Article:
Materials and methods

A survey consisting of 23 questions (Online Supplementary Material—Life of Radiation Oncologists during COVID-19—Questionnaire) was created using a freely available online survey tool. The survey was structured to capture general anonymous data of respondents, data on cancer screening programmes, number of new cancer cases, follow-up of treated patients and data regarding changes in workplace during the COVID-19 pandemic. Data on safety of healthcare workers and patients, and fear of contracting COVID-19 or infecting their family members were collected. Data on changes in radiotherapy practice in terms of physical presence during new case implementation, daily setup image verification, deferral/postponement of radiotherapy due to COVID-19, adaptation of new fractionation schedules, desire to continue the new fractionation schedules post-COVID-19 and use of single fraction palliative radiotherapy for pain palliation were collected. Furthermore, data on time spent for cancer research, and professional satisfaction on patient care during COVID-19 were also collected.

The questions were single-answer multiple-choice questions to be answered by all respondents mandatorily except for one question (question 19), which was open ended and to be answered only if applicable to them. The multiple-choice questions were either based on Likert scale or polar type. Questions were primarily focused on areas where there is limited information regarding impact of COVID-19 on radiation oncologists. The survey was not formally validated or pilot tested. It was shared via social media among radiation oncologists in India, predominantly Southern India. The sample size was not pre-determined. The survey was kept open online for a period of 10 days and responses were recorded with implied consent.

Descriptive statistics such as frequency and percentage were used to analyse the results of this study. The percentages were counted from those who answered a certain question and not from the entire cohort. Whenever appropriate, the Fisher exact test or χ2 test was used to compare respondents. p-value of <0.05 was statistically significant. Statistical Package for the Social Sciences 18.0 software was used to perform these statistical analyses.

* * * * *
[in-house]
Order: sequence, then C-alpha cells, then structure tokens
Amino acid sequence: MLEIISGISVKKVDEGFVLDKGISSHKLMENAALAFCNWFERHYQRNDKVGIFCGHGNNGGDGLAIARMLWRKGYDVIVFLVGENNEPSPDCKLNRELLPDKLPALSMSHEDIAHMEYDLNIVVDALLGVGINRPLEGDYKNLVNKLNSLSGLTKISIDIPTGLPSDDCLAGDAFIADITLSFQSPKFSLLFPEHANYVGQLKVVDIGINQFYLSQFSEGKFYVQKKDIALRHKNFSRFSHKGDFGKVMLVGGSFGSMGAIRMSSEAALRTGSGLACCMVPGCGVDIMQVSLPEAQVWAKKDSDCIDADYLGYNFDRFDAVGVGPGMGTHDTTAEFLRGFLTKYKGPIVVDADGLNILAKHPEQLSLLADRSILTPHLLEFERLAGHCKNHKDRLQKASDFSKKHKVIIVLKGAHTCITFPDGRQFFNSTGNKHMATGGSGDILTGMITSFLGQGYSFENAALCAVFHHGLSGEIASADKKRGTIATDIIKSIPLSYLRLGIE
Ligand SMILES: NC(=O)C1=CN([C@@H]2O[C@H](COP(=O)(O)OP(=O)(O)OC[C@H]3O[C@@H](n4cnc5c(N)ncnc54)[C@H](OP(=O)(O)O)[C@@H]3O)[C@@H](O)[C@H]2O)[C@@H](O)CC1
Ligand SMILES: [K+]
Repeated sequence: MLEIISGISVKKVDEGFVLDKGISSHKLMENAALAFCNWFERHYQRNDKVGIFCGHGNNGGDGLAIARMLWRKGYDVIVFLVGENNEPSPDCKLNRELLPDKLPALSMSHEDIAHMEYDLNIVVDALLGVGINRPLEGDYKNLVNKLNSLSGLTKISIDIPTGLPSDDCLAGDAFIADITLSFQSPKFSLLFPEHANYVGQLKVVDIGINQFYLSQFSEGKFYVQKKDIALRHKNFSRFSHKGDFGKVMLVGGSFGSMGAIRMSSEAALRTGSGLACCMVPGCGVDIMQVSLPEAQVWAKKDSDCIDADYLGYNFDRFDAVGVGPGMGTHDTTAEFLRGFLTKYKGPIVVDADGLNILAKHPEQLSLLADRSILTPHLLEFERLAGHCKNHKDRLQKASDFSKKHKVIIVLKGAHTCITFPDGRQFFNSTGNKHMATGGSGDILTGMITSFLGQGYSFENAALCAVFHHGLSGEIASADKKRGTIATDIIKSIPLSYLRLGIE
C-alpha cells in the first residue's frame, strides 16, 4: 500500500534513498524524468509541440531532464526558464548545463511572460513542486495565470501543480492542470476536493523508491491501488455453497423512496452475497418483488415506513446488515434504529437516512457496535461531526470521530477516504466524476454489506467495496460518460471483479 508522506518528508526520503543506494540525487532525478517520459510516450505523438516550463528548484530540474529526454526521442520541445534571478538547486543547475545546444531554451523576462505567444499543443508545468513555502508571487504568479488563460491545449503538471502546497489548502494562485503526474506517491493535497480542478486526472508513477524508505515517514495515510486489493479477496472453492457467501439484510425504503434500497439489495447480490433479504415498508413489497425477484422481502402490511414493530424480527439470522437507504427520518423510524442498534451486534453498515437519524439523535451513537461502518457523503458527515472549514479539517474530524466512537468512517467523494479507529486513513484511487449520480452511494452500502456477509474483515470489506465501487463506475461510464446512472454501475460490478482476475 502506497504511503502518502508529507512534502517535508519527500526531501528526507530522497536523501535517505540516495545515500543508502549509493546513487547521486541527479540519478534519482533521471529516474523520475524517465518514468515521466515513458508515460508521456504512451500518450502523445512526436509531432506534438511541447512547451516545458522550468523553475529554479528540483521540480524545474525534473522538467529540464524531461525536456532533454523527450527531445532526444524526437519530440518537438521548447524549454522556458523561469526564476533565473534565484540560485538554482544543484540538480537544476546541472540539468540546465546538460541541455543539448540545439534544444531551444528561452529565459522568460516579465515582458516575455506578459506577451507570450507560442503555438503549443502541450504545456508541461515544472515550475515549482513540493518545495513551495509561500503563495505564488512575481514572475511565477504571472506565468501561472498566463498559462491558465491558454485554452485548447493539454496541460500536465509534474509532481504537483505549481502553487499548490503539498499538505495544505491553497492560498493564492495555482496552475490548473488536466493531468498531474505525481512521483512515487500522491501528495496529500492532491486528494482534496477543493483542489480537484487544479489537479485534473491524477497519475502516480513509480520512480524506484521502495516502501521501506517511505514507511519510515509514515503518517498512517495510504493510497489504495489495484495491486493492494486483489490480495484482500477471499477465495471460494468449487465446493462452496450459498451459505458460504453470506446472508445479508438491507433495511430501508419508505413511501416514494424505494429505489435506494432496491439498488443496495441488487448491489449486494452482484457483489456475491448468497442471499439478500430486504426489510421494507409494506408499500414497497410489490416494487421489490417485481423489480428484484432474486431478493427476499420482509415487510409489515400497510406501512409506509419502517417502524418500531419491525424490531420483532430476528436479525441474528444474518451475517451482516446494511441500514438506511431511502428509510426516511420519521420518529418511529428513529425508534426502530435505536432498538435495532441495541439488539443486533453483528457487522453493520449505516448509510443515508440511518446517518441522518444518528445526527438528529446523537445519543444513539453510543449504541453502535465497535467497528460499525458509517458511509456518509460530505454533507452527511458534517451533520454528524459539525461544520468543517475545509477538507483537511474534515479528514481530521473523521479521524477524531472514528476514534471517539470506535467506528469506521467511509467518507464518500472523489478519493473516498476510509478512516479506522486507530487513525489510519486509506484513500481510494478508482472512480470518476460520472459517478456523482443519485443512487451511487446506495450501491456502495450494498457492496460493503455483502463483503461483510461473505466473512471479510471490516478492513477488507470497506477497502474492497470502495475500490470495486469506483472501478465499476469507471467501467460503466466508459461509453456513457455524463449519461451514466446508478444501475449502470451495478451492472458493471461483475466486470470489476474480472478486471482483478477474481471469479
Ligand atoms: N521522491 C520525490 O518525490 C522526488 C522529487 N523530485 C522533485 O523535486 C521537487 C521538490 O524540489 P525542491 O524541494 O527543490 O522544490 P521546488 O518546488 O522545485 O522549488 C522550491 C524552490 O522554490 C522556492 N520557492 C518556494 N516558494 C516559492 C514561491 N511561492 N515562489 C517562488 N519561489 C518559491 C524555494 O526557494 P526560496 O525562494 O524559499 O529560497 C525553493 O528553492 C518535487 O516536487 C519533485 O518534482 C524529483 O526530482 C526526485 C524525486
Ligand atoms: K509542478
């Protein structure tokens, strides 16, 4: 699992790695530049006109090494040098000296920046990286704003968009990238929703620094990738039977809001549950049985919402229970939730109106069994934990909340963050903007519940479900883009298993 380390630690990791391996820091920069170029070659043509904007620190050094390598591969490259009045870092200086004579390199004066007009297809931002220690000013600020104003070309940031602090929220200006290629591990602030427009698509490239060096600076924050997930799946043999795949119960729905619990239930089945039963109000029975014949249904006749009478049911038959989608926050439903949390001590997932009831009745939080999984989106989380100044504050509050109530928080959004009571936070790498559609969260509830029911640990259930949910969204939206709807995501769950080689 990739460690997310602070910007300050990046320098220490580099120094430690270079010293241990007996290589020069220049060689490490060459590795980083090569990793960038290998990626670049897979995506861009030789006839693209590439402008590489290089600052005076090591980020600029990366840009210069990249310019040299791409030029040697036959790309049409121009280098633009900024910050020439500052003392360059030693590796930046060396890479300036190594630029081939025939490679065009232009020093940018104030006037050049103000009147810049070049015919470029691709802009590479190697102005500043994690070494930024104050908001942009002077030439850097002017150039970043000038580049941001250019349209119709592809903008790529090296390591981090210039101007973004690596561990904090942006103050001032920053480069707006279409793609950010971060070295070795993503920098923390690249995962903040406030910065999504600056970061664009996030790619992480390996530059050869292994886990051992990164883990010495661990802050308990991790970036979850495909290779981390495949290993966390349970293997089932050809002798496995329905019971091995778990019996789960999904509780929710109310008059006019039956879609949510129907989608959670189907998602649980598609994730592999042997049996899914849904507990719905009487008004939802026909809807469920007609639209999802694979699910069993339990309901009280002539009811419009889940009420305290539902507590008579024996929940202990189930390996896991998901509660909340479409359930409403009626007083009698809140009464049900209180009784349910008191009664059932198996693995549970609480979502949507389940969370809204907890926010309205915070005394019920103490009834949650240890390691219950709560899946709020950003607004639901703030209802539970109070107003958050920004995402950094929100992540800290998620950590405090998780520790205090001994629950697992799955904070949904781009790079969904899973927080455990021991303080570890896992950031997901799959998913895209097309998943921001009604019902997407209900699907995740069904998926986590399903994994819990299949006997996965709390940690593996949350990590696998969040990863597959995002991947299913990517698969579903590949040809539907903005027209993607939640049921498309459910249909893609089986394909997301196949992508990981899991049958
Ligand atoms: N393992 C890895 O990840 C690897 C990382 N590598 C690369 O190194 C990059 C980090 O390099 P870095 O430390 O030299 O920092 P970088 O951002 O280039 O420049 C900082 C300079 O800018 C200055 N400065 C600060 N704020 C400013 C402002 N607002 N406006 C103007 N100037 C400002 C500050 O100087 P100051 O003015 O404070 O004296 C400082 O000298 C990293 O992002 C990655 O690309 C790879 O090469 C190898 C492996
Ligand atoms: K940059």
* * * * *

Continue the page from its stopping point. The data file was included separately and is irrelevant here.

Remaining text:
Results

The survey was completed by 82 respondents and the response rate was 65%. Among the total respondents, 34.1% (28/82) were radiation oncology professors/heads of the department, 34.1% (28/82) were post-graduates, 30.5% (25/82) were assistant professors/senior consultants and 20.7% (17/82) were senior residents/registrars. A total of 85.4% (70/82) of respondents were ≤50 years old. Male and female respondents were 56.1% (46/82) and 43.9% (36/82), respectively. Respondents were from academic institutes (42/82; 51.2%), multi-specialty hospitals (24/82; 29.3%), government hospitals (10/82; 12.2%) and cancer clinics (6/82; 7.3%).

Changes in the workplace

COVID-19 has affected cancer screening programmes in 91.9% (57/62) of institutions/hospitals. In almost three-fourths (60/82; 73.2%) of the institutes/hospitals, follow-up patients were examined in-person and only <15% (12/82) resorted to online/telephone consultations. The number of new cancer cases was reduced in 53.7% (44/82), while the number remained the same in 35.4% (29/82). On analysis, the decrease in number of new cancer cases was statistically significant in academic institutes and multi-specialty hospitals (p = 0.0484) (Figure 1). Almost half of the respondents worked full-time (39/82; 47.6%), one-third worked for reduced hours (26/82; 31.7%) and one-fifth had 3-day/weekly shifts (17/82; 20.7%). On comparing work timings of respondents based on age, respondents above 50 years had reduced work hours, which was statistically significant (p = 0.0279). Responses to question on maintenance of social distancing in out-patient department (OPD) were equally distributed; 48.8% of respondents were able to maintain social distance, while 47.6% found it difficult. Compared to respondents from multi-specialty hospitals, respondents from academic institutes found it more difficult to maintain social distancing in OPD (p = 0.0093) (Figure 1).